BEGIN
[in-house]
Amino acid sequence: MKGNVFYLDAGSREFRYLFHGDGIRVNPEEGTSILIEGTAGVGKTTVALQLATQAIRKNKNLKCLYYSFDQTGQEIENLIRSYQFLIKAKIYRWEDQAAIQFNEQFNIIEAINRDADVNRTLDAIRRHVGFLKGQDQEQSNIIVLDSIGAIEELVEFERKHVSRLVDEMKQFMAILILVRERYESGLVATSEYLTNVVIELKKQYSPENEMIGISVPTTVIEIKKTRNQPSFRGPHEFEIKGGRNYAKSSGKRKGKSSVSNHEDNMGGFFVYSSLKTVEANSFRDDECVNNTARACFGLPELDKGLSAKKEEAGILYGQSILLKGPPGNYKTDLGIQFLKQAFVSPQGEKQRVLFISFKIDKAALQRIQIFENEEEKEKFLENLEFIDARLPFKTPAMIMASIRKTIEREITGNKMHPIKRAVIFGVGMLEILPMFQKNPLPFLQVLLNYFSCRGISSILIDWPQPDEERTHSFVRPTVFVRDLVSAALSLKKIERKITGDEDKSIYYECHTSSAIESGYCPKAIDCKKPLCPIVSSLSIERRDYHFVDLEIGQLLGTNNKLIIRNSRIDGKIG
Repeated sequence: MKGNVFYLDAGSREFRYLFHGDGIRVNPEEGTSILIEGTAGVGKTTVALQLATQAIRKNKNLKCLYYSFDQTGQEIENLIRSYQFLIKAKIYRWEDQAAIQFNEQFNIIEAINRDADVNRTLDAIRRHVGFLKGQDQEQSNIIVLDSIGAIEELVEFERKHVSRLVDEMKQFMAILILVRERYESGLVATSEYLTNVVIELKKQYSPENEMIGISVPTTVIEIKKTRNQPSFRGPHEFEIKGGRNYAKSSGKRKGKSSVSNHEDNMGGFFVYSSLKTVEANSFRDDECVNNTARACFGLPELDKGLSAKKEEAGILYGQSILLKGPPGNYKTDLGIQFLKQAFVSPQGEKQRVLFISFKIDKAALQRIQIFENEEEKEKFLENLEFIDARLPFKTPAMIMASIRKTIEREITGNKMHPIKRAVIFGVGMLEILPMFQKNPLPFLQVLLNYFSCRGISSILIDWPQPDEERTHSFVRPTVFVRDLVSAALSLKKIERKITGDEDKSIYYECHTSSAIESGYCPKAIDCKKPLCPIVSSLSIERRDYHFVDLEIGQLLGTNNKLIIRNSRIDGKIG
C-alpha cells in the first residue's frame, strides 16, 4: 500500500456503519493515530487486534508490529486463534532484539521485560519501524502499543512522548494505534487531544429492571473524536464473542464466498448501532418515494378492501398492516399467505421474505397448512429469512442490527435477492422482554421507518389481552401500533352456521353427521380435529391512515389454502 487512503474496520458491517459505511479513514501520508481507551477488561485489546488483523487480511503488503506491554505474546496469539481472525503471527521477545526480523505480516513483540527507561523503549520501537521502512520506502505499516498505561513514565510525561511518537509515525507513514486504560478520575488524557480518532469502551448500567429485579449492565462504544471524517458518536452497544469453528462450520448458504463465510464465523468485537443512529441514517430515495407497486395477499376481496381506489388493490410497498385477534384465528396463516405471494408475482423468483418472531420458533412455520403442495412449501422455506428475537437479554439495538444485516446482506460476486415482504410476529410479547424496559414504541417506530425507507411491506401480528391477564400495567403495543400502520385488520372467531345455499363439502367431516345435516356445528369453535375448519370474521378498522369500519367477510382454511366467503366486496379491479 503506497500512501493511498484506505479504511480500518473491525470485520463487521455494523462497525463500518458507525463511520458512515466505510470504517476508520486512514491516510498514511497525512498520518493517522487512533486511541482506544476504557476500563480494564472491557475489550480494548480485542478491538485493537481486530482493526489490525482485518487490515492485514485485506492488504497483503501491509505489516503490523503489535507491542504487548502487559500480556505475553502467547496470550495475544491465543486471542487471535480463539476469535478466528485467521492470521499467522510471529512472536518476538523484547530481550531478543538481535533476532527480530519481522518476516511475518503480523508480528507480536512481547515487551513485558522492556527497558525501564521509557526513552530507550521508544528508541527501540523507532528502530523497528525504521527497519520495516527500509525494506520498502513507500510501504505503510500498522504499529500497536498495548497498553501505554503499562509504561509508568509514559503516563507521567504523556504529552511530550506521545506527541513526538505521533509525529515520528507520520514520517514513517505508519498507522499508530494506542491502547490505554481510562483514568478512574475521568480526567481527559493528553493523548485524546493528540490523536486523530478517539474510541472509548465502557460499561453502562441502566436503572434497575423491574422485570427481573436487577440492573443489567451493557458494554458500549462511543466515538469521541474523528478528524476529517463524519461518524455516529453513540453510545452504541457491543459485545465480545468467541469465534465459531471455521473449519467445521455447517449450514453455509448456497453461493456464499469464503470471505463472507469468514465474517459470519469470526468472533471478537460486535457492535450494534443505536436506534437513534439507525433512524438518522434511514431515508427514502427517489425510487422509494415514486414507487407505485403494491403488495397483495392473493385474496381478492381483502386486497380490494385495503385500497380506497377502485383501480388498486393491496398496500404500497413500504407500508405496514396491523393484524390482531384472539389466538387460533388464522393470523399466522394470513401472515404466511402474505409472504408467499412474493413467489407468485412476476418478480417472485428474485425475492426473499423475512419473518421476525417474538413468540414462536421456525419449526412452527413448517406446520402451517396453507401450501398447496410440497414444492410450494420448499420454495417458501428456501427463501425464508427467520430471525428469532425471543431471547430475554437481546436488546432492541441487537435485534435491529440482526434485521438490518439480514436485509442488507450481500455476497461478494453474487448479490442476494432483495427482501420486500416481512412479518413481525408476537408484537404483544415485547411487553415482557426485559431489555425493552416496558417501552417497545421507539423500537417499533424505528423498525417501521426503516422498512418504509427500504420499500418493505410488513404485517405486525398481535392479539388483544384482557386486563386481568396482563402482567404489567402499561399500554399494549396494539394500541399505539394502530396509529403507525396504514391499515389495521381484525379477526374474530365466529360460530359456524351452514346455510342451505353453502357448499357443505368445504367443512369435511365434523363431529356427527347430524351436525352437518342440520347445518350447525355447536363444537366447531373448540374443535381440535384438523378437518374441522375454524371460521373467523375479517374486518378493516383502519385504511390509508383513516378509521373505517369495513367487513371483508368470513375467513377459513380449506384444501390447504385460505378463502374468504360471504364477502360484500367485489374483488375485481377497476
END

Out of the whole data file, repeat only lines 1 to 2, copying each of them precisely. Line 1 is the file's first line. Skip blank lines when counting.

[in-house]
Amino acid sequence: MKGNVFYLDAGSREFRYLFHGDGIRVNPEEGTSILIEGTAGVGKTTVALQLATQAIRKNKNLKCLYYSFDQTGQEIENLIRSYQFLIKAKIYRWEDQAAIQFNEQFNIIEAINRDADVNRTLDAIRRHVGFLKGQDQEQSNIIVLDSIGAIEELVEFERKHVSRLVDEMKQFMAILILVRERYESGLVATSEYLTNVVIELKKQYSPENEMIGISVPTTVIEIKKTRNQPSFRGPHEFEIKGGRNYAKSSGKRKGKSSVSNHEDNMGGFFVYSSLKTVEANSFRDDECVNNTARACFGLPELDKGLSAKKEEAGILYGQSILLKGPPGNYKTDLGIQFLKQAFVSPQGEKQRVLFISFKIDKAALQRIQIFENEEEKEKFLENLEFIDARLPFKTPAMIMASIRKTIEREITGNKMHPIKRAVIFGVGMLEILPMFQKNPLPFLQVLLNYFSCRGISSILIDWPQPDEERTHSFVRPTVFVRDLVSAALSLKKIERKITGDEDKSIYYECHTSSAIESGYCPKAIDCKKPLCPIVSSLSIERRDYHFVDLEIGQLLGTNNKLIIRNSRIDGKIG